Date of Award

1-1-2019

Document Type

Thesis

Degree Name

Master of Public Health (MPH)

Department

School of Public Health

First Advisor

Danya Keene

Abstract

Effective patient-provider communication has been shown to help achieve optimal health results, particularly in patients with diabetes. While previous studies have identified patient-perceived barriers in communicating with their providers, this study highlights factors in the patient-provider interaction that may contribute to effective health communication. As part of a larger mixed-methods study, 10 semi-structured interviews were conducted with patients with self-reported diabetes at a primary health center. These interviews sought to understand patient-perceived communication factors that influenced their interactions with their providers. Interviews were recorded and transcribed verbatim. Interview transcripts were then coded and analyzed utilizing a grounded theory approach. Findings identified elements of patient-provider interactions that patients valued most when communicating with their providers. Patients appreciated when providers took the time to listen in order to take a holistic approach to their health. Patients also highlighted the respect they had for a provider’s authority in the decision-making process within the clinical setting. Findings suggest ways providers can improve their interactions with patients in order to provide the best care.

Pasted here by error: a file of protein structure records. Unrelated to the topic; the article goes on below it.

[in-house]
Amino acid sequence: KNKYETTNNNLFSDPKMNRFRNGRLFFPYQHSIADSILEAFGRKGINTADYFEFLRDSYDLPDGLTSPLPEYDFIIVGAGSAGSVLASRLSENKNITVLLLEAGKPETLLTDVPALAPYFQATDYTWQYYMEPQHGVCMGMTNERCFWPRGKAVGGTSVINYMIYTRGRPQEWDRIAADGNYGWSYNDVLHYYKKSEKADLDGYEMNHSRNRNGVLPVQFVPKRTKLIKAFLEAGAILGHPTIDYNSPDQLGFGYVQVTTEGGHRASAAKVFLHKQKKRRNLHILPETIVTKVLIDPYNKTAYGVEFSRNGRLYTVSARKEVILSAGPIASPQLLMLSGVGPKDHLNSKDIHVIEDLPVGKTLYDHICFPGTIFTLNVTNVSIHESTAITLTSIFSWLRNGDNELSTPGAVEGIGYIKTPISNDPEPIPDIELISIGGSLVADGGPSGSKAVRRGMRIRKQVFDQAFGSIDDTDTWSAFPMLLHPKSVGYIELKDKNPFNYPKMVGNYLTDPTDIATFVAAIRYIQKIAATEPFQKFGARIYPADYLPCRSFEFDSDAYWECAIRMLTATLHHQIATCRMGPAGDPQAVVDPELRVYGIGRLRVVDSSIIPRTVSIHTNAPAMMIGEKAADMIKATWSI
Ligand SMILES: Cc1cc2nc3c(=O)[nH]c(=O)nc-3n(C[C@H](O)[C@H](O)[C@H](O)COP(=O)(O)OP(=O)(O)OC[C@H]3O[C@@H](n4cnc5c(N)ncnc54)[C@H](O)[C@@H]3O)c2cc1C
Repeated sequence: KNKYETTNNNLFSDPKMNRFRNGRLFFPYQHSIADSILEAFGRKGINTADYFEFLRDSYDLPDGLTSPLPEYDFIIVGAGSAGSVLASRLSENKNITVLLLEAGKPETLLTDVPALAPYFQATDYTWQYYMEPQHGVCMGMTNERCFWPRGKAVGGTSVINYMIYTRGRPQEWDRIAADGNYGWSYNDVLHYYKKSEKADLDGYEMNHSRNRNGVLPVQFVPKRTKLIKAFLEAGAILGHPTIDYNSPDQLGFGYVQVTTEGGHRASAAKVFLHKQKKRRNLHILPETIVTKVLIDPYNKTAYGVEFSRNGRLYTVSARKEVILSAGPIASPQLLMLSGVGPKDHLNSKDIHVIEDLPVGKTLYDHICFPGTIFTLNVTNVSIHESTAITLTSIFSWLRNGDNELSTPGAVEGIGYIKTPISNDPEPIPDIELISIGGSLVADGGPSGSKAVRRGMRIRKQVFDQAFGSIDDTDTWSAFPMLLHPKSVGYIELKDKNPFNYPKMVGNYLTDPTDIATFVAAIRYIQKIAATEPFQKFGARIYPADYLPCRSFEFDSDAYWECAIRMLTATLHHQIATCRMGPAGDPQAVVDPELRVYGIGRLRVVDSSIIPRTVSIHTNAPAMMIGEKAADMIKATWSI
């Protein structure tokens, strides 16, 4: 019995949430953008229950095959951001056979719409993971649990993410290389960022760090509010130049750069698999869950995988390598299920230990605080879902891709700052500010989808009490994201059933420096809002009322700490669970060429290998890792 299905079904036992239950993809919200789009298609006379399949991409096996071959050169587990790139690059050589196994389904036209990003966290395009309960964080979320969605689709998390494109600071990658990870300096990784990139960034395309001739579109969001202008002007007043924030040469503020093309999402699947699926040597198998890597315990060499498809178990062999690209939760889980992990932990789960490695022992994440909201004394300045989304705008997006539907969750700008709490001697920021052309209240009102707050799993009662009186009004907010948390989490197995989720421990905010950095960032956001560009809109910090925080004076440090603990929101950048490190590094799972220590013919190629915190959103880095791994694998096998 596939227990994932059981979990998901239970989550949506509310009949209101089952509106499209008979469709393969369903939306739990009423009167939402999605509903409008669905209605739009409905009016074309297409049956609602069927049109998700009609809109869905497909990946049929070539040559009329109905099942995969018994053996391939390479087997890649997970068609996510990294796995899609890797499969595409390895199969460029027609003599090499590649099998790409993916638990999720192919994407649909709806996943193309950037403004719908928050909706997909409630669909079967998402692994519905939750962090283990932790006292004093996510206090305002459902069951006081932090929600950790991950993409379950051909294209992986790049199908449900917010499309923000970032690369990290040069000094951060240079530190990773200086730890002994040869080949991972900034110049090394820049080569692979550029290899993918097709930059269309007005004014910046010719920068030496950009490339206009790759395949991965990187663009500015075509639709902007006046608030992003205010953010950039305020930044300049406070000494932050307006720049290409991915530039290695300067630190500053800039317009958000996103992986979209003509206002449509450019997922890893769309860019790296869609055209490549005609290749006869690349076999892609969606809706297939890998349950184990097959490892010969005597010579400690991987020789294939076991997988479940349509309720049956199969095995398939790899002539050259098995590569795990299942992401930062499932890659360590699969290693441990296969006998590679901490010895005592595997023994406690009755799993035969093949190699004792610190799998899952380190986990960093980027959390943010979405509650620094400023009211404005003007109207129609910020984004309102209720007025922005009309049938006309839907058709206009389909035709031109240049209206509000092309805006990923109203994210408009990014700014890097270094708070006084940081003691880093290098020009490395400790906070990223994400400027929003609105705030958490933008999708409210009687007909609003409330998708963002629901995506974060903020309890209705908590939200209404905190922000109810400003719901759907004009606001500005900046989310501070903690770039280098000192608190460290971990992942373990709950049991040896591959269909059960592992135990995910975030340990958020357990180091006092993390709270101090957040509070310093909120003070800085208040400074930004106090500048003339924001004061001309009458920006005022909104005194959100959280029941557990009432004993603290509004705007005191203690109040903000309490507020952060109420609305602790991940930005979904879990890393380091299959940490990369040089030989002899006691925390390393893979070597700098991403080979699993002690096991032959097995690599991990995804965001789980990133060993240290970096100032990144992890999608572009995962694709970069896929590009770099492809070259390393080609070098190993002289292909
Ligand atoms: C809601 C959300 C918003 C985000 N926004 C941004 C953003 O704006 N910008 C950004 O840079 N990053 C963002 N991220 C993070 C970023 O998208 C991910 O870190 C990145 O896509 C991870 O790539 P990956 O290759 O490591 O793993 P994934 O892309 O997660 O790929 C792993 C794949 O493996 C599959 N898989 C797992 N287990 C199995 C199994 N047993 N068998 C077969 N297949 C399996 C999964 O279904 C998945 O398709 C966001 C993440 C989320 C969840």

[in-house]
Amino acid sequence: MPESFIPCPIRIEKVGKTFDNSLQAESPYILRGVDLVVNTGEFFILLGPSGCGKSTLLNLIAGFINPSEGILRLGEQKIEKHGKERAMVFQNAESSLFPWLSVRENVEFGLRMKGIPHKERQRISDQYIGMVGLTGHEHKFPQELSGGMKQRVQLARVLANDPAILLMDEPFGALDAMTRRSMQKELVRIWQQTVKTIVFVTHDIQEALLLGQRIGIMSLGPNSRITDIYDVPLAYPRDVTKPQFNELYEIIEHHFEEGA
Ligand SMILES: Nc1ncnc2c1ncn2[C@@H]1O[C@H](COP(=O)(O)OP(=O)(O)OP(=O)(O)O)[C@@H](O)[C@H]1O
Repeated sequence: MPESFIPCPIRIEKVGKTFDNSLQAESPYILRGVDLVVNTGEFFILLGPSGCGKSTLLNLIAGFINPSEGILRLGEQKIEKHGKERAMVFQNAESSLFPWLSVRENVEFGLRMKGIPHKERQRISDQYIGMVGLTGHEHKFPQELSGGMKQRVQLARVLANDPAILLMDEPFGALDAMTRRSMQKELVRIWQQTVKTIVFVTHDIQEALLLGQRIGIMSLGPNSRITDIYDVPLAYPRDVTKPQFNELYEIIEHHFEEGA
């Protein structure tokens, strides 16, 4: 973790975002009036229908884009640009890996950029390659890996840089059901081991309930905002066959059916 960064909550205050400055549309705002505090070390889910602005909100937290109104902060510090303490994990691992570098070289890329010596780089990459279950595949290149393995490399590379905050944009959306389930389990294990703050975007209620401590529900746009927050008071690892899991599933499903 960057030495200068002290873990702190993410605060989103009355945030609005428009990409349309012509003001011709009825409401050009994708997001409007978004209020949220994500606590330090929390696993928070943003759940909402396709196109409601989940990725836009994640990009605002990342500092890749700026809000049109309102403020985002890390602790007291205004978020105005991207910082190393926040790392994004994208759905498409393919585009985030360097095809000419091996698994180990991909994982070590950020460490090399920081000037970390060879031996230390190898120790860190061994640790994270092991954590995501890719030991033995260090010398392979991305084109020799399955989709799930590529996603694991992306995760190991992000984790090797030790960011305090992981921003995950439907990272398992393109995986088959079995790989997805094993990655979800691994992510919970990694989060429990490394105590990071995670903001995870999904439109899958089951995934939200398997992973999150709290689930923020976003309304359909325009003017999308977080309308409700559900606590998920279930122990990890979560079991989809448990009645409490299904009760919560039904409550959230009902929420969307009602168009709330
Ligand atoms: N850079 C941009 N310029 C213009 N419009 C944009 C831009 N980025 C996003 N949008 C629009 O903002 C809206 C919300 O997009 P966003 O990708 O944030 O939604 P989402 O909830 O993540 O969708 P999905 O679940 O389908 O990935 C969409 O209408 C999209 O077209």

Comments

This thesis is restricted to Yale network users only. It will be made publicly available on 08/28/2021

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